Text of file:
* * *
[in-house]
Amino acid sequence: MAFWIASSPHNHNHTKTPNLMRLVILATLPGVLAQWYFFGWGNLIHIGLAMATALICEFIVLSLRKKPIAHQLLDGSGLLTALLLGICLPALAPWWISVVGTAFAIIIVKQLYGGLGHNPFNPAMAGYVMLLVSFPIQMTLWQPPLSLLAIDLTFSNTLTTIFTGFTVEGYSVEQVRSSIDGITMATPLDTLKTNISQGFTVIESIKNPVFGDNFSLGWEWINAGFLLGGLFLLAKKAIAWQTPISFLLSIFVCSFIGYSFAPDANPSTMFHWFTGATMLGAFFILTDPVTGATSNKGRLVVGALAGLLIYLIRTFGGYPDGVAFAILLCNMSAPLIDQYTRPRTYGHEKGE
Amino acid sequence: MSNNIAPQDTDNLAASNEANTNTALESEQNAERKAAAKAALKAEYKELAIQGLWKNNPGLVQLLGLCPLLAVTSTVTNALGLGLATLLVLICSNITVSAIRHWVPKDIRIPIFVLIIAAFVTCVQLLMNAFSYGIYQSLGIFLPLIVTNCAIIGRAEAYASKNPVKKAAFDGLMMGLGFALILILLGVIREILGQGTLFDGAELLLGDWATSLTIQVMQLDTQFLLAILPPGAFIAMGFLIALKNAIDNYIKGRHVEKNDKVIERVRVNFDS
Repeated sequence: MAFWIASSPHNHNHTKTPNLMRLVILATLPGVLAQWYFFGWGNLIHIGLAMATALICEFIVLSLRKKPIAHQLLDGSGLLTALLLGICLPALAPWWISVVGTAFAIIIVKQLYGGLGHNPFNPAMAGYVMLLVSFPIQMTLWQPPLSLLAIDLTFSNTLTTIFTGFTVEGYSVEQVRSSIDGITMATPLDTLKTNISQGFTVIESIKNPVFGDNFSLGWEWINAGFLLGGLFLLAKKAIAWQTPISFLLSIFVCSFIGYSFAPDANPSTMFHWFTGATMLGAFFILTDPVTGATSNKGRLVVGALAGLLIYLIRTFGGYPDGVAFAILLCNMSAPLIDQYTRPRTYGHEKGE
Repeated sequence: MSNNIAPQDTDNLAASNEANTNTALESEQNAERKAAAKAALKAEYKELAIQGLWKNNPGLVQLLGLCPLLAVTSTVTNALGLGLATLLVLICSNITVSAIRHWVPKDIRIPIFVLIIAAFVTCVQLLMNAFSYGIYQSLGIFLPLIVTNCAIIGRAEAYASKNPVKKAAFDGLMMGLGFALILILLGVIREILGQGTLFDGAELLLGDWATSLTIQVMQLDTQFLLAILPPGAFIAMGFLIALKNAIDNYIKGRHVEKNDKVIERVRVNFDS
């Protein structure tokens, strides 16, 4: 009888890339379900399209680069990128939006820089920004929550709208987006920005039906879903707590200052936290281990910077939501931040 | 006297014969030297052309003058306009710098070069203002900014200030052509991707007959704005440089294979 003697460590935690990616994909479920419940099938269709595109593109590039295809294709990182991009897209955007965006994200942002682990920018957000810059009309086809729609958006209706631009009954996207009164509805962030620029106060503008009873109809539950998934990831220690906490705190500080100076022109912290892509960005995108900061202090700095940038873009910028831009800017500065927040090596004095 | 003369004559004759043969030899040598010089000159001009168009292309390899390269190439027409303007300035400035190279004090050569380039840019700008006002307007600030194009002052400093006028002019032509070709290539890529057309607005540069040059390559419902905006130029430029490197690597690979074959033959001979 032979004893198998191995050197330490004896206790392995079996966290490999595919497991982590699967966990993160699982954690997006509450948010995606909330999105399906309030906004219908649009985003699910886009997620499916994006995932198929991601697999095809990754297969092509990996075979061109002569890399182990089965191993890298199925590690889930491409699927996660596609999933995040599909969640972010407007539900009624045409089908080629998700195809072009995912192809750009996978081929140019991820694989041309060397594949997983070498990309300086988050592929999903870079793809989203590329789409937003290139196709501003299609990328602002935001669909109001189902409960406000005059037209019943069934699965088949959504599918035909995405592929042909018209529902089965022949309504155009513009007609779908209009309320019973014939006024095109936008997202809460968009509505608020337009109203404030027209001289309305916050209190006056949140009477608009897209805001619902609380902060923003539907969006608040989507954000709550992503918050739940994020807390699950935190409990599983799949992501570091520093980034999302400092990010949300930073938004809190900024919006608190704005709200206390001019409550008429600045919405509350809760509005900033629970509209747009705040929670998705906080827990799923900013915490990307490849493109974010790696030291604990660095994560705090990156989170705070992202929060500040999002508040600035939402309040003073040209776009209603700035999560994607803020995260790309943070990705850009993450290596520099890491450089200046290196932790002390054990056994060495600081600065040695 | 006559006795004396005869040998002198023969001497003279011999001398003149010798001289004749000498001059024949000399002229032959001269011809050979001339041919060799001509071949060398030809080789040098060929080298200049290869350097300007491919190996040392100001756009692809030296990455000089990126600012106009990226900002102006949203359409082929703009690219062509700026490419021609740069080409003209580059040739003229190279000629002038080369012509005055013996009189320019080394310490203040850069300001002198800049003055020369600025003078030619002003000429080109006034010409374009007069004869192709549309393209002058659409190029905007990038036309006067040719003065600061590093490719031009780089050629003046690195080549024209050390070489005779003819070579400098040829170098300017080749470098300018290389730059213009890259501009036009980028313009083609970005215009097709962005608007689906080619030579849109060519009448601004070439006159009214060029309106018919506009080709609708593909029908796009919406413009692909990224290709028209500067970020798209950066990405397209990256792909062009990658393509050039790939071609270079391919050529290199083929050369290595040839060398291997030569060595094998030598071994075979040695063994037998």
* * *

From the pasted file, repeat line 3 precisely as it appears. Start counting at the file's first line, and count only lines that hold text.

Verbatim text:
Amino acid sequence: MSNNIAPQDTDNLAASNEANTNTALESEQNAERKAAAKAALKAEYKELAIQGLWKNNPGLVQLLGLCPLLAVTSTVTNALGLGLATLLVLICSNITVSAIRHWVPKDIRIPIFVLIIAAFVTCVQLLMNAFSYGIYQSLGIFLPLIVTNCAIIGRAEAYASKNPVKKAAFDGLMMGLGFALILILLGVIREILGQGTLFDGAELLLGDWATSLTIQVMQLDTQFLLAILPPGAFIAMGFLIALKNAIDNYIKGRHVEKNDKVIERVRVNFDS